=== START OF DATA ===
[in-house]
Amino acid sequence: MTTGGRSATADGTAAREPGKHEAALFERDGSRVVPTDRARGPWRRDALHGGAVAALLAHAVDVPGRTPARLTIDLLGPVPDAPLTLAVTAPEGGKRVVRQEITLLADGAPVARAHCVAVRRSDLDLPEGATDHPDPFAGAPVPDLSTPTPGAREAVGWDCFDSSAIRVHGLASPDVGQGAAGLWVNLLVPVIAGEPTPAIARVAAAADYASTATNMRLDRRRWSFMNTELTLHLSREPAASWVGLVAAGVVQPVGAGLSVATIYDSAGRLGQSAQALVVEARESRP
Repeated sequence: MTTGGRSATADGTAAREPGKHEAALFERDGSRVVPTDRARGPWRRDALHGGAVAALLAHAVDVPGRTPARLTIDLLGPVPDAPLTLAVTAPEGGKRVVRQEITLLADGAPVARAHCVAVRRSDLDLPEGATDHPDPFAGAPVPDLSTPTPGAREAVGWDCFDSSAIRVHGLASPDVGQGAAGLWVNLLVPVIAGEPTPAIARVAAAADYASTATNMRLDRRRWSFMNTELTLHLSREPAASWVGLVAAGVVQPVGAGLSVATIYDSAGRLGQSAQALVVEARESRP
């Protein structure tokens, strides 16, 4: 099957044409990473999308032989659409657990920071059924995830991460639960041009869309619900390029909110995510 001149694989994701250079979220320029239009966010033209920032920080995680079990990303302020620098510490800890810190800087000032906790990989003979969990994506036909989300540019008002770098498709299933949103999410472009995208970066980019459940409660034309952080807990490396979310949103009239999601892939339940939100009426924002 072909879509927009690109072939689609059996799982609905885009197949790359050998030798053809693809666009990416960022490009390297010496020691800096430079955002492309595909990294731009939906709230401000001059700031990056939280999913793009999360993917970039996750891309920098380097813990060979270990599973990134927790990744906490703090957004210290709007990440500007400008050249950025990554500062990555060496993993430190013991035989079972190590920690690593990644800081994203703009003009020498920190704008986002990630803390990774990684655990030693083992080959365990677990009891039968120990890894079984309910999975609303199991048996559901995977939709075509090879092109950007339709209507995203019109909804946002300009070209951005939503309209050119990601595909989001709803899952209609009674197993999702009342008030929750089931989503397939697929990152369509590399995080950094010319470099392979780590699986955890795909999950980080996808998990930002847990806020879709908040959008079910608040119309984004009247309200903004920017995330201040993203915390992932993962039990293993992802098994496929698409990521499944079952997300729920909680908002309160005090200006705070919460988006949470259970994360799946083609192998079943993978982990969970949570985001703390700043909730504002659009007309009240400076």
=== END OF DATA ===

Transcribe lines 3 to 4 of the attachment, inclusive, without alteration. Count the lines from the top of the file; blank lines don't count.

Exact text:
Repeated sequence: MTTGGRSATADGTAAREPGKHEAALFERDGSRVVPTDRARGPWRRDALHGGAVAALLAHAVDVPGRTPARLTIDLLGPVPDAPLTLAVTAPEGGKRVVRQEITLLADGAPVARAHCVAVRRSDLDLPEGATDHPDPFAGAPVPDLSTPTPGAREAVGWDCFDSSAIRVHGLASPDVGQGAAGLWVNLLVPVIAGEPTPAIARVAAAADYASTATNMRLDRRRWSFMNTELTLHLSREPAASWVGLVAAGVVQPVGAGLSVATIYDSAGRLGQSAQALVVEARESRP
């Protein structure tokens, strides 16, 4: 099957044409990473999308032989659409657990920071059924995830991460639960041009869309619900390029909110995510 001149694989994701250079979220320029239009966010033209920032920080995680079990990303302020620098510490800890810190800087000032906790990989003979969990994506036909989300540019008002770098498709299933949103999410472009995208970066980019459940409660034309952080807990490396979310949103009239999601892939339940939100009426924002 072909879509927009690109072939689609059996799982609905885009197949790359050998030798053809693809666009990416960022490009390297010496020691800096430079955002492309595909990294731009939906709230401000001059700031990056939280999913793009999360993917970039996750891309920098380097813990060979270990599973990134927790990744906490703090957004210290709007990440500007400008050249950025990554500062990555060496993993430190013991035989079972190590920690690593990644800081994203703009003009020498920190704008986002990630803390990774990684655990030693083992080959365990677990009891039968120990890894079984309910999975609303199991048996559901995977939709075509090879092109950007339709209507995203019109909804946002300009070209951005939503309209050119990601595909989001709803899952209609009674197993999702009342008030929750089931989503397939697929990152369509590399995080950094010319470099392979780590699986955890795909999950980080996808998990930002847990806020879709908040959008079910608040119309984004009247309200903004920017995330201040993203915390992932993962039990293993992802098994496929698409990521499944079952997300729920909680908002309160005090200006705070919460988006949470259970994360799946083609192998079943993978982990969970949570985001703390700043909730504002659009007309009240400076």